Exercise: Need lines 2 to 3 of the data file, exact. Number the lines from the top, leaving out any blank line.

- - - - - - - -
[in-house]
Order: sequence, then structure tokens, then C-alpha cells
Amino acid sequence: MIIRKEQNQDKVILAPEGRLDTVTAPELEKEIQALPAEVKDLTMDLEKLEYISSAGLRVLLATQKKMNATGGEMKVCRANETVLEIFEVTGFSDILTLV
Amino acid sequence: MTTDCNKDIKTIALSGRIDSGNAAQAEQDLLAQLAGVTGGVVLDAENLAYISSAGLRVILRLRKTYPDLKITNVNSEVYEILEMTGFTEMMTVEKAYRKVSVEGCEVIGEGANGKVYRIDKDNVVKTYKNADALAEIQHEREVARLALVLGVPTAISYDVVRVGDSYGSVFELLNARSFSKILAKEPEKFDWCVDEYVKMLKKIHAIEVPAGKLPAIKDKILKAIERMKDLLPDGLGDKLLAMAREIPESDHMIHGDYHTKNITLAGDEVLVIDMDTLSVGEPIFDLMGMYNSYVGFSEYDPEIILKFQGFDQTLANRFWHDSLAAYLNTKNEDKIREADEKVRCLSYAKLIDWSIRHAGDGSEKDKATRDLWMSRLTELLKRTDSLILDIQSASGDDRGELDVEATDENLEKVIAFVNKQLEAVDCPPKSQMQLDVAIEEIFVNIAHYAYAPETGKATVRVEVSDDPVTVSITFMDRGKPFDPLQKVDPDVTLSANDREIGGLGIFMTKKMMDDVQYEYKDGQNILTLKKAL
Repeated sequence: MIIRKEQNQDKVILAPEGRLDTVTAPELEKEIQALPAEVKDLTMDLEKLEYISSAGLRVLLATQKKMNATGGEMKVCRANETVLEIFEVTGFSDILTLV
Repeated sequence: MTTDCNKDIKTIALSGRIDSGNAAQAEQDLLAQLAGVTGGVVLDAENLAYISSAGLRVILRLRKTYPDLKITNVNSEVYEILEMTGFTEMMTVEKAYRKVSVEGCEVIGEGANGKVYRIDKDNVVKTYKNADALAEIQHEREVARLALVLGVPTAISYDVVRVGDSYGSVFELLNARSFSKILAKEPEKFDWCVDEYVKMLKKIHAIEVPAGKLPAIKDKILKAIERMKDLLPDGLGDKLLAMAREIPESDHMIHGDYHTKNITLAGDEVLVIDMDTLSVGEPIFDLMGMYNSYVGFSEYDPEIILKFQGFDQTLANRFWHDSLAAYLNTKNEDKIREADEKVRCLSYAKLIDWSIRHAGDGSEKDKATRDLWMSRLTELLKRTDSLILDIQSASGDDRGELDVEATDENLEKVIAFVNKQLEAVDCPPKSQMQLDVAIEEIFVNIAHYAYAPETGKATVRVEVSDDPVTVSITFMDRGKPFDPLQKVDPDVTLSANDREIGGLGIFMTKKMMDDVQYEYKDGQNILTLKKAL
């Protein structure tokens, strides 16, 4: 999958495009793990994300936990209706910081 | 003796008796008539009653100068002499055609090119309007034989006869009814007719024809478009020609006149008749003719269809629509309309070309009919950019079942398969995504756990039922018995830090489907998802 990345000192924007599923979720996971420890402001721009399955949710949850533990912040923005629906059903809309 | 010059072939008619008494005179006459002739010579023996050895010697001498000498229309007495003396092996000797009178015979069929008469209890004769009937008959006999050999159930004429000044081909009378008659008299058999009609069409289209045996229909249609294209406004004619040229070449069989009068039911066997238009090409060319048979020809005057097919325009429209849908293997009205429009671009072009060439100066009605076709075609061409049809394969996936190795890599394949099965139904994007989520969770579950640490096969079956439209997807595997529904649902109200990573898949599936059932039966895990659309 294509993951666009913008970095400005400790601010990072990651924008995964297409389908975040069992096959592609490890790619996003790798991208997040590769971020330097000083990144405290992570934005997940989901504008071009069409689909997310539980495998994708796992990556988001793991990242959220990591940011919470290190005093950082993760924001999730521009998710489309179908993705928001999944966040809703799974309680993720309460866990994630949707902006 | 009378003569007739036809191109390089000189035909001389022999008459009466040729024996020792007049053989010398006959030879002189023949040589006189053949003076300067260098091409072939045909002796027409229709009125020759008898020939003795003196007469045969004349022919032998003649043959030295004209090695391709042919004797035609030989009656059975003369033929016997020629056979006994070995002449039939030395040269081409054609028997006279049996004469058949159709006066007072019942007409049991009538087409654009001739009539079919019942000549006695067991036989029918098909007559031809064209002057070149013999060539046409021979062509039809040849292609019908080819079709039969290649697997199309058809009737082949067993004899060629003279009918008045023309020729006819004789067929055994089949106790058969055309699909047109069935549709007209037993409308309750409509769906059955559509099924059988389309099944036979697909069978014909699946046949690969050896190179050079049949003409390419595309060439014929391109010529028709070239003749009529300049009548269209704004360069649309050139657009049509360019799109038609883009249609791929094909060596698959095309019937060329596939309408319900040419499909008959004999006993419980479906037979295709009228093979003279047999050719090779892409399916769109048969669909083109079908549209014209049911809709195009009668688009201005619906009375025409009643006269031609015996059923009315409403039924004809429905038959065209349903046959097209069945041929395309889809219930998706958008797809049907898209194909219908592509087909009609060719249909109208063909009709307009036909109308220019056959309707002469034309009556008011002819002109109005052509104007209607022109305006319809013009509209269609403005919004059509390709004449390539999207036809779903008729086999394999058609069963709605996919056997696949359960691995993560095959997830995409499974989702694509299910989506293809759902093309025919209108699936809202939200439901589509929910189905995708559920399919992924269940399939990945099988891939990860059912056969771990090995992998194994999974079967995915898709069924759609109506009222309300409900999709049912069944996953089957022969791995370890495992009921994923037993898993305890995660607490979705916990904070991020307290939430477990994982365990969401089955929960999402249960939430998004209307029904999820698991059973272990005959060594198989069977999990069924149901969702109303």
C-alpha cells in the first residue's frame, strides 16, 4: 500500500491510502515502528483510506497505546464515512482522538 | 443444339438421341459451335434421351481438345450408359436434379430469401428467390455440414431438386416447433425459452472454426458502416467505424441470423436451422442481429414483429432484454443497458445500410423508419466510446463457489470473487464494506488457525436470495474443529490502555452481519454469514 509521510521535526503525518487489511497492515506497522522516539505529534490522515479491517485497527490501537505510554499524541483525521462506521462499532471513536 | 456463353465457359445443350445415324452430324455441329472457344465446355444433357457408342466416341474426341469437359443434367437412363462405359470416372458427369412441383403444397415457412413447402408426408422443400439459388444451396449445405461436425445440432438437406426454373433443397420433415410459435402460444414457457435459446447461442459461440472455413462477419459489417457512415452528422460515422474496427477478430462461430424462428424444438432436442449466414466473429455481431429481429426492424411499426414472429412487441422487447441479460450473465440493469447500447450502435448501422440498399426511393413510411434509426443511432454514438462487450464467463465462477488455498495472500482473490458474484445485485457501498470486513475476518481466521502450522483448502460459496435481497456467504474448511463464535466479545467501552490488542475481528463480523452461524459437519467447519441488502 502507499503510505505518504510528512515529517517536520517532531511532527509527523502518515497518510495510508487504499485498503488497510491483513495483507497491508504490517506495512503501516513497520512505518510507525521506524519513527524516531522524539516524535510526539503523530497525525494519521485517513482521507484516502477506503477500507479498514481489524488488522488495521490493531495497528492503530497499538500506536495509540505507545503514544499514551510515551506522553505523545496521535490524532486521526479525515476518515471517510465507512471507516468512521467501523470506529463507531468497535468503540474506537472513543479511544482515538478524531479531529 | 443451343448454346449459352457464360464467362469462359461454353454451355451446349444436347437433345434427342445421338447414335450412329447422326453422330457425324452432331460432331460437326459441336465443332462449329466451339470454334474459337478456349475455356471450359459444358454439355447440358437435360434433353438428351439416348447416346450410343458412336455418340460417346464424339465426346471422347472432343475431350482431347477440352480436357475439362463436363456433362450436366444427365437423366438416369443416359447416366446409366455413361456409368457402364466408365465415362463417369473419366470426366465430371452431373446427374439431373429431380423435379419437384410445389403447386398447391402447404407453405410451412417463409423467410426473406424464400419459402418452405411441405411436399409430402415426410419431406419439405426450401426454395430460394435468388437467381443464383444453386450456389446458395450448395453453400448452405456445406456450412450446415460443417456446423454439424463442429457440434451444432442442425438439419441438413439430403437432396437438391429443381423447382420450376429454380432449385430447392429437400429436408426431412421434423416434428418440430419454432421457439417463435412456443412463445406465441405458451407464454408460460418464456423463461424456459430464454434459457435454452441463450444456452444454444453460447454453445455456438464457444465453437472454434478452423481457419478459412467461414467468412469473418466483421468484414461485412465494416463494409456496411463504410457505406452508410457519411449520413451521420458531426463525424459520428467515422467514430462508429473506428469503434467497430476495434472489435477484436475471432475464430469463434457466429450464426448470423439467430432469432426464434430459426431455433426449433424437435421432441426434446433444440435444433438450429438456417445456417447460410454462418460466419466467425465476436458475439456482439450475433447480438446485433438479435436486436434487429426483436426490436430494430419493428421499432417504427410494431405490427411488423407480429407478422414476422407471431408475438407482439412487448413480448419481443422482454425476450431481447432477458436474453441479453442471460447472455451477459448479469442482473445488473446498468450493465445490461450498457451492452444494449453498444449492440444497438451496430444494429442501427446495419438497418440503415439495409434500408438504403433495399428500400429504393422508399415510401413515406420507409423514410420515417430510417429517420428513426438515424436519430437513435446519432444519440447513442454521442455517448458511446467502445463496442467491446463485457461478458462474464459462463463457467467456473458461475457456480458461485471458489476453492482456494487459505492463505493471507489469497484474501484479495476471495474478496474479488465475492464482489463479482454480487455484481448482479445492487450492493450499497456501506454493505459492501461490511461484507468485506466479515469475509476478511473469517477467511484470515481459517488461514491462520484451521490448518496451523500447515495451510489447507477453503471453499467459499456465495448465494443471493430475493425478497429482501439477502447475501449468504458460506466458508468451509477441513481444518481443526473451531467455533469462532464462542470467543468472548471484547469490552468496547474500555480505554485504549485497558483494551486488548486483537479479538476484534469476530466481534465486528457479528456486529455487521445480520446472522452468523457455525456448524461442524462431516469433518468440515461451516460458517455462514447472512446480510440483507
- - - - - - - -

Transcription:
Order: sequence, then structure tokens, then C-alpha cells
Amino acid sequence: MIIRKEQNQDKVILAPEGRLDTVTAPELEKEIQALPAEVKDLTMDLEKLEYISSAGLRVLLATQKKMNATGGEMKVCRANETVLEIFEVTGFSDILTLV